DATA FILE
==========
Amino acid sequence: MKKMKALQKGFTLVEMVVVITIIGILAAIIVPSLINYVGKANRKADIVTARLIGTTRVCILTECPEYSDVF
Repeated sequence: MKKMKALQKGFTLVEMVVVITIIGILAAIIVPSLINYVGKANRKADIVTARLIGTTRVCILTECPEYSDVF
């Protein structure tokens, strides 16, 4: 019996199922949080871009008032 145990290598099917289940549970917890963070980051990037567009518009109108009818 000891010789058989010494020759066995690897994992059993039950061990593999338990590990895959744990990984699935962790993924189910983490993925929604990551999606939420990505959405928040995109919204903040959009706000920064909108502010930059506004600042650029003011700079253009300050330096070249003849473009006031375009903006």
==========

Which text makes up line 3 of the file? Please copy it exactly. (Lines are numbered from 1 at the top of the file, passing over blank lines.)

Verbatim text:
């Protein structure tokens, strides 16, 4: 019996199922949080871009008032 145990290598099917289940549970917890963070980051990037567009518009109108009818 000891010789058989010494020759066995690897994992059993039950061990593999338990590990895959744990990984699935962790993924189910983490993925929604990551999606939420990505959405928040995109919204903040959009706000920064909108502010930059506004600042650029003011700079253009300050330096070249003849473009006031375009903006």